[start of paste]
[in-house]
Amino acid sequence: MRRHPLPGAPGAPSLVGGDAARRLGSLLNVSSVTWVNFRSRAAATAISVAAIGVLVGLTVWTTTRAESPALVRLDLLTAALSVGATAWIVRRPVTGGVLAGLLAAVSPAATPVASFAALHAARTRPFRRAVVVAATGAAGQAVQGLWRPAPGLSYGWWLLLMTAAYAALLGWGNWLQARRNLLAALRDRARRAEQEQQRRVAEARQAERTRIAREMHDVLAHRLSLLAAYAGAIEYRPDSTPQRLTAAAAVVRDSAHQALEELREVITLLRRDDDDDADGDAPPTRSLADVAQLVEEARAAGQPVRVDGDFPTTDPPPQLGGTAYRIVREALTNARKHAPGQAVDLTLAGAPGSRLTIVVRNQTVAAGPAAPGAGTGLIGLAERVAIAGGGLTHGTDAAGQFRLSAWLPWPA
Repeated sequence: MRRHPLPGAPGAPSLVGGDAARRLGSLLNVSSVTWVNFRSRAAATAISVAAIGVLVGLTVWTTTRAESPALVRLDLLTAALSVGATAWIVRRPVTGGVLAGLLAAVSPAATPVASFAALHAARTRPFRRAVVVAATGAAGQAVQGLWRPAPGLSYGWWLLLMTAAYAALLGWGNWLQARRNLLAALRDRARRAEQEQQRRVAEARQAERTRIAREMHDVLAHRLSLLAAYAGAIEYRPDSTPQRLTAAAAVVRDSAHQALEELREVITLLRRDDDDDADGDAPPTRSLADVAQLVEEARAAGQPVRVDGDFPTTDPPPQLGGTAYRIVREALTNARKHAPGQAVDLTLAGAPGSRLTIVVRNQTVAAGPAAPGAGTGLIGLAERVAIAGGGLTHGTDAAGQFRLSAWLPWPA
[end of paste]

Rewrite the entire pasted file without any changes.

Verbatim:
[in-house]
Amino acid sequence: MRRHPLPGAPGAPSLVGGDAARRLGSLLNVSSVTWVNFRSRAAATAISVAAIGVLVGLTVWTTTRAESPALVRLDLLTAALSVGATAWIVRRPVTGGVLAGLLAAVSPAATPVASFAALHAARTRPFRRAVVVAATGAAGQAVQGLWRPAPGLSYGWWLLLMTAAYAALLGWGNWLQARRNLLAALRDRARRAEQEQQRRVAEARQAERTRIAREMHDVLAHRLSLLAAYAGAIEYRPDSTPQRLTAAAAVVRDSAHQALEELREVITLLRRDDDDDADGDAPPTRSLADVAQLVEEARAAGQPVRVDGDFPTTDPPPQLGGTAYRIVREALTNARKHAPGQAVDLTLAGAPGSRLTIVVRNQTVAAGPAAPGAGTGLIGLAERVAIAGGGLTHGTDAAGQFRLSAWLPWPA
Repeated sequence: MRRHPLPGAPGAPSLVGGDAARRLGSLLNVSSVTWVNFRSRAAATAISVAAIGVLVGLTVWTTTRAESPALVRLDLLTAALSVGATAWIVRRPVTGGVLAGLLAAVSPAATPVASFAALHAARTRPFRRAVVVAATGAAGQAVQGLWRPAPGLSYGWWLLLMTAAYAALLGWGNWLQARRNLLAALRDRARRAEQEQQRRVAEARQAERTRIAREMHDVLAHRLSLLAAYAGAIEYRPDSTPQRLTAAAAVVRDSAHQALEELREVITLLRRDDDDDADGDAPPTRSLADVAQLVEEARAAGQPVRVDGDFPTTDPPPQLGGTAYRIVREALTNARKHAPGQAVDLTLAGAPGSRLTIVVRNQTVAAGPAAPGAGTGLIGLAERVAIAGGGLTHGTDAAGQFRLSAWLPWPA